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38:3 Cardozo Arts & Entertainment Law Journal 603-654 (2021)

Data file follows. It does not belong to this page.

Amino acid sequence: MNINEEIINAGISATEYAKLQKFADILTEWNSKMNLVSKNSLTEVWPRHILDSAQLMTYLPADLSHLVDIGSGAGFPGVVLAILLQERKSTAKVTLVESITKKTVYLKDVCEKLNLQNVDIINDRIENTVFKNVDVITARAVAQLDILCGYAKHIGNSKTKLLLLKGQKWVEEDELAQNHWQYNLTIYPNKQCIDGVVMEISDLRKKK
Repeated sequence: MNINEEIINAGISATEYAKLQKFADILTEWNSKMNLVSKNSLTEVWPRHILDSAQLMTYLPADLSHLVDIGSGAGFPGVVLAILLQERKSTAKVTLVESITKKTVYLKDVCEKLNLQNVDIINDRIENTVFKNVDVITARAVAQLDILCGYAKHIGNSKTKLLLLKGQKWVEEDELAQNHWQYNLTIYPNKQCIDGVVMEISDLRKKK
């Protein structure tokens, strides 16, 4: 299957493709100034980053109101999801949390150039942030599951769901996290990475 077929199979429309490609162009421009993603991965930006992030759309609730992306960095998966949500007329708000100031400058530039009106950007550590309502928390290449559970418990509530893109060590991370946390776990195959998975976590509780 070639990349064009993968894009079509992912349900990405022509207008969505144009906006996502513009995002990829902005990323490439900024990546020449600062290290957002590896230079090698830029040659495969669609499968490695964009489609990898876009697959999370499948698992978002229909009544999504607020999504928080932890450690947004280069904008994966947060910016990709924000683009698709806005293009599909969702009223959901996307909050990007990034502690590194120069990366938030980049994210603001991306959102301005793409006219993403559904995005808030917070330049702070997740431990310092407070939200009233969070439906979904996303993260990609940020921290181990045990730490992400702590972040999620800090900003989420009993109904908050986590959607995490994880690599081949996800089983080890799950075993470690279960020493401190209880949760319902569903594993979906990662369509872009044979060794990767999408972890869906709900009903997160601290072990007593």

Copyright infringement doctrine currently overprotects copyright owners against the perceived wrong of copying, failing to adequately countenance copying as an essential part of the authorial creative process. Drawing on existing infringement doctrine in the United States and Canada, this Article will offer an interpretation of “substantial similarity” that opens up (or at least better safeguards) space for creative copying—that is to say, copying that substantially transforms the original copied work and, in doing so, advances the public interest goals of the copyright system. Part I lays the groundwork by briefly presenting a dialogic vision of authorship that complicates conventional assumptions around creativity, originality, and copying. Part II offers an overview of the ways in which existing copyright doctrine can accommodate the realities of dialogic authorship, first through the fair use doctrine, and then turning to the potential role of a more rigorous substantial similarity doctrine to better mediate the copying/creativity divide. Part III explores divergent approaches to substantiality determinations, contrasting a holistic comparison approach that takes into account a work’s “total concept and feel” with a more granular approach that “dissects” the copyright work into protectable and unprotectable elements. Overprotection of the plaintiff’s work is the obvious risk of the holistic approach, failing as it does to adequately circumscribe the boundaries of the copyright owner’s claim to exclusivity. The holistic comparison test also contains within it, however, the possibility of a greater appreciation of the dialogic relationship between the two works. As Part IV argues, reorienting copyright’s holistic “total concept and feel” test could provide the necessary space in copyright infringement doctrine to permit transformative copying of protected works without requiring resort to the fair use defense. It turns out that courts holistically comparing the “total concept and feel” of works may have been asking the right question all along—albeit typically for the wrong reason.


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